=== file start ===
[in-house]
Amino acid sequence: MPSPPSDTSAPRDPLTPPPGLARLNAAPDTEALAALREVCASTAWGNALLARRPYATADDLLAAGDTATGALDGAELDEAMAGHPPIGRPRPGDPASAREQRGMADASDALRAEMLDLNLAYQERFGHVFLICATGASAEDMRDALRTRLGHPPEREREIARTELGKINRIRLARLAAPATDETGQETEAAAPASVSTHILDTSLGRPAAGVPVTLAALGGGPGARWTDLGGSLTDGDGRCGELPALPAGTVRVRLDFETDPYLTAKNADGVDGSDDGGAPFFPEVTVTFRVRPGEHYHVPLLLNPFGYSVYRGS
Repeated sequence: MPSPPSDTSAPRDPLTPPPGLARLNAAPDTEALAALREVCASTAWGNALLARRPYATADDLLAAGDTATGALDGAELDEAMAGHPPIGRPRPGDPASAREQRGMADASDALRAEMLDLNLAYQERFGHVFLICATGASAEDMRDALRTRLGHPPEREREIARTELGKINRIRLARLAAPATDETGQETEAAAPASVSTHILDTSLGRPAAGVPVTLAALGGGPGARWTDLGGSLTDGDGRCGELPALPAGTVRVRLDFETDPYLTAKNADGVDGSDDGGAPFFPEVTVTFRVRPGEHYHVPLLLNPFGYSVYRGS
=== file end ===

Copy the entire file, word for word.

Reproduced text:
[in-house]
Amino acid sequence: MPSPPSDTSAPRDPLTPPPGLARLNAAPDTEALAALREVCASTAWGNALLARRPYATADDLLAAGDTATGALDGAELDEAMAGHPPIGRPRPGDPASAREQRGMADASDALRAEMLDLNLAYQERFGHVFLICATGASAEDMRDALRTRLGHPPEREREIARTELGKINRIRLARLAAPATDETGQETEAAAPASVSTHILDTSLGRPAAGVPVTLAALGGGPGARWTDLGGSLTDGDGRCGELPALPAGTVRVRLDFETDPYLTAKNADGVDGSDDGGAPFFPEVTVTFRVRPGEHYHVPLLLNPFGYSVYRGS
Repeated sequence: MPSPPSDTSAPRDPLTPPPGLARLNAAPDTEALAALREVCASTAWGNALLARRPYATADDLLAAGDTATGALDGAELDEAMAGHPPIGRPRPGDPASAREQRGMADASDALRAEMLDLNLAYQERFGHVFLICATGASAEDMRDALRTRLGHPPEREREIARTELGKINRIRLARLAAPATDETGQETEAAAPASVSTHILDTSLGRPAAGVPVTLAALGGGPGARWTDLGGSLTDGDGRCGELPALPAGTVRVRLDFETDPYLTAKNADGVDGSDDGGAPFFPEVTVTFRVRPGEHYHVPLLLNPFGYSVYRGS